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Together with the research intern I am supervising, we are currently writing some software that requires us to enumerate all connected functional digraphs of $n$ vertices up to isomorphism (also known as connected digraphs with uniform outdegree 1, or connected functions, or connected mapping patterns, or rings and branches with $n$ edges). The number of such digraphs is sequence A002861 on the Online Encyclopedia of Integer Sequences.

We have discovered an enumeration algorithm with the following properties:

  • every connected functional digraph (up to isomorphism) is generated;
  • no duplicates (with respect to graph isomorphism) are generated;
  • each functional digraph is generated in polynomial time (with respect to $n$);
  • the algorithm uses polynomial auxiliary space, not counting the output (which is, of course, write-only).

Until now, we were not able to find an algorithm with these four properties in the literature (actually, we haven’t found any nontrivial algorithm at all). Is there any known result about this problem or the related problem of enumerating all, not necessarily connected functional digraphs (A001372)?

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  • $\begingroup$ By the way, I’m wondering if this question would actually be better asked on MathOverflow. Any opinions on that? $\endgroup$ yesterday
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    $\begingroup$ Just following your OEIS link, in the 'formula' field, it gives an equivalence (to the CIK transform of directed trees). I haven't encountered the 'CIK' transform before, and the first description of it I can find is oeis.org/A032199 , but it does sound like a constructive enumeration of the objects in the sequence (if some details are filled in) and not just the construction of the number of objects. Can you comment on whether this meets the criteria of an algorithm you ask about? $\endgroup$
    – JimN
    yesterday
  • $\begingroup$ @JimN I am… really not sure. The description on A032199, although it does indeed seem like it can generate the actual objects, appears to be a calculation “by hand”, and the general description of the CIK transform seems to define it in terms of the CHK transform, based on the AIK transform, and the latter coincides with the INVERT transform, which works on the generating function of the sequence rather than on the $n$-th term. Knowing almost nothing about generating functions right now, I unfortunately don’t know how to comment. $\endgroup$ yesterday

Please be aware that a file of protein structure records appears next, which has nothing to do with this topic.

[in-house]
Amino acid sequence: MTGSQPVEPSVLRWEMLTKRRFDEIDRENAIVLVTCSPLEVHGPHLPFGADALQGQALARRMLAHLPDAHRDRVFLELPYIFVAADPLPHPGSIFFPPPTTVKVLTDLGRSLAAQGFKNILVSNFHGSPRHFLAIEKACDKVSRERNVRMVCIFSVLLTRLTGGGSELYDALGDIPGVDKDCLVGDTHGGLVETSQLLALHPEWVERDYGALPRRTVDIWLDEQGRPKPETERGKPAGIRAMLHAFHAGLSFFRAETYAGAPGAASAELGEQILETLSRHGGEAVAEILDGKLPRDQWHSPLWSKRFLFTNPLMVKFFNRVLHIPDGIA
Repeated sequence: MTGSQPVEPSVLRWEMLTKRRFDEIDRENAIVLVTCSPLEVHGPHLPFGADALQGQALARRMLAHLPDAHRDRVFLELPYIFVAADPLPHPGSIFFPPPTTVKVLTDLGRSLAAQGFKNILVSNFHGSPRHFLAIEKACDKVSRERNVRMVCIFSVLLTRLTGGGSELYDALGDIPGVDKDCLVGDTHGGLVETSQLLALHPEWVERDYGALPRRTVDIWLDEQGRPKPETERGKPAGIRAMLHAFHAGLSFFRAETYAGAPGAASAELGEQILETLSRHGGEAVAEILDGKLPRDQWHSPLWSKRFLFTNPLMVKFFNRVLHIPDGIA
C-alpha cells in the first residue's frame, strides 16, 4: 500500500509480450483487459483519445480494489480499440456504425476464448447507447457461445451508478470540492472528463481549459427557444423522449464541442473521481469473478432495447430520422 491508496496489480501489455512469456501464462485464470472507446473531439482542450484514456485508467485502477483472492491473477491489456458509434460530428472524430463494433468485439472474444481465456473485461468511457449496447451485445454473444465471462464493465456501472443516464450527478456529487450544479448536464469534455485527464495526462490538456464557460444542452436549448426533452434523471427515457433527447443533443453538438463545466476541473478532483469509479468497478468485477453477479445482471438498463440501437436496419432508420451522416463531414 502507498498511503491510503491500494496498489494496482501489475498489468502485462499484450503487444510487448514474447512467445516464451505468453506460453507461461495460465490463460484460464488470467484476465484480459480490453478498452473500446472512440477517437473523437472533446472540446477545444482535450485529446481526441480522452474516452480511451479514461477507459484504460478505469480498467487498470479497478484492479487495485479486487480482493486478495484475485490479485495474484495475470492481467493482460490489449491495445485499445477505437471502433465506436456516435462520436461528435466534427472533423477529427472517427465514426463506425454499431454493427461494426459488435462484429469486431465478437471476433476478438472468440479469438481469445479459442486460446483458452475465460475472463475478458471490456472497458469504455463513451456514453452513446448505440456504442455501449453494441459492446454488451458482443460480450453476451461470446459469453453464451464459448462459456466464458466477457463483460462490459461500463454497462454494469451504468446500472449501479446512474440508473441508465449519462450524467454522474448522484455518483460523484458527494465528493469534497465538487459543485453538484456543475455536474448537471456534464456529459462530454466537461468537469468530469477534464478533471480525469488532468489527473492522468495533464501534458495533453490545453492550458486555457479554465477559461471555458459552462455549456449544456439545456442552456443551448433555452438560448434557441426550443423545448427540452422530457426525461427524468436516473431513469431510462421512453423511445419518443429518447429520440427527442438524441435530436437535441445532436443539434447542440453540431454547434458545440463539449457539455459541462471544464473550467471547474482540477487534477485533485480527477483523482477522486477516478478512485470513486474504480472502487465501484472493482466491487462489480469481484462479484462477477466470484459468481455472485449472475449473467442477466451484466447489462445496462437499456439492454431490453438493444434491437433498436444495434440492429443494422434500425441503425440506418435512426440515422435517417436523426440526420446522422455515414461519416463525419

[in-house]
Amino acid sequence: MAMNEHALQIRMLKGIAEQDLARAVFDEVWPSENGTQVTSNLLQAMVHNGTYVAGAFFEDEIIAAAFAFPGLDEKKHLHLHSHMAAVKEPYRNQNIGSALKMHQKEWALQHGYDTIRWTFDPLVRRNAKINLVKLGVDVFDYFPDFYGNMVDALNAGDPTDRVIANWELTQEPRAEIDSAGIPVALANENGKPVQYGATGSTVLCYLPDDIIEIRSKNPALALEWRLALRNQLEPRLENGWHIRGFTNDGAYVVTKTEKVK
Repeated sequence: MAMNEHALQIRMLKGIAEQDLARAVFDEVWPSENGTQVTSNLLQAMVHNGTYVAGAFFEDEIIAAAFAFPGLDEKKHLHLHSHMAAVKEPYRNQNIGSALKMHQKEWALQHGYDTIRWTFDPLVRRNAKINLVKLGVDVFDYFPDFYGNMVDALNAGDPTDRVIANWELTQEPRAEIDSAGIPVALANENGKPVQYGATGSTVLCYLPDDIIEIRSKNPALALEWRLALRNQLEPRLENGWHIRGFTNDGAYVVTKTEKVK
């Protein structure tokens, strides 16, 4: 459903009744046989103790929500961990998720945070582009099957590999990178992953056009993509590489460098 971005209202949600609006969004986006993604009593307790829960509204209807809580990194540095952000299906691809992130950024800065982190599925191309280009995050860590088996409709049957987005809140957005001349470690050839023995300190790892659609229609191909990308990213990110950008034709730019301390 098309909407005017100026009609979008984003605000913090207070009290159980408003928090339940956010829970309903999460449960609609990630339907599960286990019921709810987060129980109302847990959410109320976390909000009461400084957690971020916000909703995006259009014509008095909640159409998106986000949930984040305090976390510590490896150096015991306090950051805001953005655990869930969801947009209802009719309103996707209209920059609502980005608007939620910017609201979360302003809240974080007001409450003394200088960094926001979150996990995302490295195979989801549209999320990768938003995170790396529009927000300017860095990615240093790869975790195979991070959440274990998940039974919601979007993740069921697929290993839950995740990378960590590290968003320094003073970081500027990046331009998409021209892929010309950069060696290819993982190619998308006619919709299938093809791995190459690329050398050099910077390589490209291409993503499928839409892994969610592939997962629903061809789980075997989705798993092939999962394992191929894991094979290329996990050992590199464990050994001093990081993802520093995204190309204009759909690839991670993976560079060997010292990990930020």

• $\begingroup$ Okay, let's instead try a constructive version of the 'Comment' field of A002861. Does your discovered enumeration algorithm go like this: generate all the functions that are on a tree-shape, then generate all the functions that are a 2-cycle with path-like branches coming out of the cycle, then generate all the functions that contain a 3-cycle with branches, and so on up until you get to one n-cycle? $\endgroup$
    – JimN
    21 hours ago
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    $\begingroup$ I see - thanks for the description. I don't see anything on the OEIS page that suggests that construction, and (getting back to your original question) I'm not aware of any explicitly-described algorithm to generate these... Another thought: I believe Nauty's geng has a directed graph version or option, and probably takes some parameters for generating (di)graphs with maximum/minimum (in/out)degrees... of course, this does a kind of brute-force generation and filters out isomorphic duplicates, but it does generate things and maybe it would be worthwhile to time-test yours against that $\endgroup$
    – JimN
    17 hours ago

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